Councils across the UK have reversed government-backed street closures in towns and cities after criticism from residents, The Telegraph has revealed.
The closures, which have been made as part of the Department of Transport’s £250 million green roads scheme, were promised to help usher in a “new era for cycling and walking”. However, residents have revolted, claiming that the closures have just shifted and in many cases actually increased congestion and damaged local businesses.
The criticism has led to councils from Herefordshire to Sheffield reversing road closures this week, such as the council for the London borough of Harrow, which recently axed proposals for four low-traffic neighbourhoods.
The leader of Harrow Conservatives, councillor Paul Osborn, told The Telegraph that the suggestions “had not been particularly thought through”. “There’s no real demand from residents," he said. "Lots are, in fact, against the schemes. So they just end up being taken away anyway, and wasting a lot of money in the meantime."
Another local authority to walk back on street closures is Sheffield City Council. In July, the council took advantage of the government’s greener roads scheme to close one lane in each direction on the A61 ringroad to create a new cycle lane, but it will now return the road to full capacity.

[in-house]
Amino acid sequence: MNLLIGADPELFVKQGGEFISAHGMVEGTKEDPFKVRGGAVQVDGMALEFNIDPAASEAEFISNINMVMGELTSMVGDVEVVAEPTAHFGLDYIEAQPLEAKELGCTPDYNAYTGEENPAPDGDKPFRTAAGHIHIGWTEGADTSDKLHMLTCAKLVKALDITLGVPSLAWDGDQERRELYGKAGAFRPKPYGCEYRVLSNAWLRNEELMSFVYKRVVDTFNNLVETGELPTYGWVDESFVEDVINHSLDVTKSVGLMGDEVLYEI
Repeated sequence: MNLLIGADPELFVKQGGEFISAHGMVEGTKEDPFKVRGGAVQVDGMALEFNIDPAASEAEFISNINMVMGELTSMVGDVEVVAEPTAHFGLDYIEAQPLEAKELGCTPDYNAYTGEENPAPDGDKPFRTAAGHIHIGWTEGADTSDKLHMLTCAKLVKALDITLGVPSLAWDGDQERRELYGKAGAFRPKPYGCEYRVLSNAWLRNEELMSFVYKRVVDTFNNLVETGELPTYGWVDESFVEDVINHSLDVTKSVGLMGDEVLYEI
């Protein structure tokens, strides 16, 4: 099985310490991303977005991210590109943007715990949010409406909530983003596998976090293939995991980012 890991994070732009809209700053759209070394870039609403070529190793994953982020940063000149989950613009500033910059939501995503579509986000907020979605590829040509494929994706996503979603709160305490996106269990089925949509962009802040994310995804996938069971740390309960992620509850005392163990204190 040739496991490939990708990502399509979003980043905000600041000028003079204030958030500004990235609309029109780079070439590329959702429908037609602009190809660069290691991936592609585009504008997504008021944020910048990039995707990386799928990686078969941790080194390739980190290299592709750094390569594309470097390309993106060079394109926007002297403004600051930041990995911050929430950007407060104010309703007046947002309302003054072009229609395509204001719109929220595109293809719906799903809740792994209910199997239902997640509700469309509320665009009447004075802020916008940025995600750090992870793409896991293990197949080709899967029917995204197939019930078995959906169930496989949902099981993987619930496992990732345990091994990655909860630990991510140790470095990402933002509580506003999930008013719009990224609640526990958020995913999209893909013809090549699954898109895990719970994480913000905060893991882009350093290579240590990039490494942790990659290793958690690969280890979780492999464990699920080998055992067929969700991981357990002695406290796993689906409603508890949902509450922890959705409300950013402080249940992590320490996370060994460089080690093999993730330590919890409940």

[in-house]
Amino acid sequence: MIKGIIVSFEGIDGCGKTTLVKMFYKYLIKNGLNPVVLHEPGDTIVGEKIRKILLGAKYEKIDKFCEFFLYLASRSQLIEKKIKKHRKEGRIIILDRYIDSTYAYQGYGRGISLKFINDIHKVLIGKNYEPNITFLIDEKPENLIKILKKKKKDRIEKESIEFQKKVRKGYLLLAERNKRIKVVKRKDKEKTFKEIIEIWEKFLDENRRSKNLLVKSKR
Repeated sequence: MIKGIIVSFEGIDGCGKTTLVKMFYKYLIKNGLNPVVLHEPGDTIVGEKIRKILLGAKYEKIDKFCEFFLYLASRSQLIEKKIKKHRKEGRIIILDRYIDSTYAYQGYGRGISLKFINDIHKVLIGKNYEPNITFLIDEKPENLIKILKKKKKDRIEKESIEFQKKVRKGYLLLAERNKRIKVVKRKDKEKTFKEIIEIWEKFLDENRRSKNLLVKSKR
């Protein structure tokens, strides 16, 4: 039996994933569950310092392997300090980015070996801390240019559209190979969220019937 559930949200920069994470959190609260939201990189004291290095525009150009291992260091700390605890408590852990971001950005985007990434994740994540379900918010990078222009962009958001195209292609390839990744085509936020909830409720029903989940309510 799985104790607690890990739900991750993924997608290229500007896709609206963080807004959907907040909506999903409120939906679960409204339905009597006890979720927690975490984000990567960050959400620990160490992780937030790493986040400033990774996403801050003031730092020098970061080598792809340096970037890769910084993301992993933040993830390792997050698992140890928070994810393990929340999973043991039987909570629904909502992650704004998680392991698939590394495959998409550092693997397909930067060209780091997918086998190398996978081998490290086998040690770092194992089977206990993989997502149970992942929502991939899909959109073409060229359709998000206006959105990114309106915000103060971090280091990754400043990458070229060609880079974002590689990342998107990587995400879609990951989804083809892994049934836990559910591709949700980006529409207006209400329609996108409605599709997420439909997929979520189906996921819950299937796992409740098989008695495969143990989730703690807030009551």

The lane closure received criticism after photos were posted on social media showing a police car struggling to get through congested traffic on the road. Previously, an ambulance worker was filmed removing bollards marking out the cycle lane to get past.
Sheffield councillor Bob Johnson told The Telegraph that it's now “time to end the trial”.
In Brighton & Hove, more than 2700 residents have signed a petition to get Brighton & Hove City Council to remove newly installed cycle lanes. It claims that these are “stupid ideas” and that plans to introduce more lanes “will inevitably destroy local businesses and the town in general”.
Autocar has contacted the Department of Transport for comment.